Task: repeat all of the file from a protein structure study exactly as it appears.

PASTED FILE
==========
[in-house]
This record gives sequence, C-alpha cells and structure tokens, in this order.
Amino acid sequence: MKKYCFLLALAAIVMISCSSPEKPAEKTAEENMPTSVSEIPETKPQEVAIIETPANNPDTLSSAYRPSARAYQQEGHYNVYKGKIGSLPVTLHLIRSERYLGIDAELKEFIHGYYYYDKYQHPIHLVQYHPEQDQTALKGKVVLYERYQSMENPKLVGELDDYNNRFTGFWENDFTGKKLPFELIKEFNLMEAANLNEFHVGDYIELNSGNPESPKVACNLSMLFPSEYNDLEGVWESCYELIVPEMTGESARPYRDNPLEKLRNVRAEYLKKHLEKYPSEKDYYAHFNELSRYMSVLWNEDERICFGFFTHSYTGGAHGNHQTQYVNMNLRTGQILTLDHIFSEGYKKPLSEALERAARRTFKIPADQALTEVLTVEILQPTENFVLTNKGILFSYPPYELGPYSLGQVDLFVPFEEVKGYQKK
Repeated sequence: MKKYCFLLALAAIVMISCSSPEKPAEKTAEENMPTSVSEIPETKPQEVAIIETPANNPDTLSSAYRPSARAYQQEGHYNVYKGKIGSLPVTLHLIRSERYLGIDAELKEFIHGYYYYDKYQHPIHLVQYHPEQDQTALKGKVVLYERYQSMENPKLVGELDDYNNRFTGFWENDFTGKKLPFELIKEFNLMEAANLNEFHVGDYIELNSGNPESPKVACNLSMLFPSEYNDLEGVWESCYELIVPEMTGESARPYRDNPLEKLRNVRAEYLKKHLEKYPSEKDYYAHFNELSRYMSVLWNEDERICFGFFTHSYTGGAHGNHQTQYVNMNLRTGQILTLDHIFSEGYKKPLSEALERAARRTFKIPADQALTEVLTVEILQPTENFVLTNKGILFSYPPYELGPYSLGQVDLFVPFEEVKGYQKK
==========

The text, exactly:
[in-house]
This record gives sequence, C-alpha cells and structure tokens, in this order.
Amino acid sequence: MKKYCFLLALAAIVMISCSSPEKPAEKTAEENMPTSVSEIPETKPQEVAIIETPANNPDTLSSAYRPSARAYQQEGHYNVYKGKIGSLPVTLHLIRSERYLGIDAELKEFIHGYYYYDKYQHPIHLVQYHPEQDQTALKGKVVLYERYQSMENPKLVGELDDYNNRFTGFWENDFTGKKLPFELIKEFNLMEAANLNEFHVGDYIELNSGNPESPKVACNLSMLFPSEYNDLEGVWESCYELIVPEMTGESARPYRDNPLEKLRNVRAEYLKKHLEKYPSEKDYYAHFNELSRYMSVLWNEDERICFGFFTHSYTGGAHGNHQTQYVNMNLRTGQILTLDHIFSEGYKKPLSEALERAARRTFKIPADQALTEVLTVEILQPTENFVLTNKGILFSYPPYELGPYSLGQVDLFVPFEEVKGYQKK
Repeated sequence: MKKYCFLLALAAIVMISCSSPEKPAEKTAEENMPTSVSEIPETKPQEVAIIETPANNPDTLSSAYRPSARAYQQEGHYNVYKGKIGSLPVTLHLIRSERYLGIDAELKEFIHGYYYYDKYQHPIHLVQYHPEQDQTALKGKVVLYERYQSMENPKLVGELDDYNNRFTGFWENDFTGKKLPFELIKEFNLMEAANLNEFHVGDYIELNSGNPESPKVACNLSMLFPSEYNDLEGVWESCYELIVPEMTGESARPYRDNPLEKLRNVRAEYLKKHLEKYPSEKDYYAHFNELSRYMSVLWNEDERICFGFFTHSYTGGAHGNHQTQYVNMNLRTGQILTLDHIFSEGYKKPLSEALERAARRTFKIPADQALTEVLTVEILQPTENFVLTNKGILFSYPPYELGPYSLGQVDLFVPFEEVKGYQKK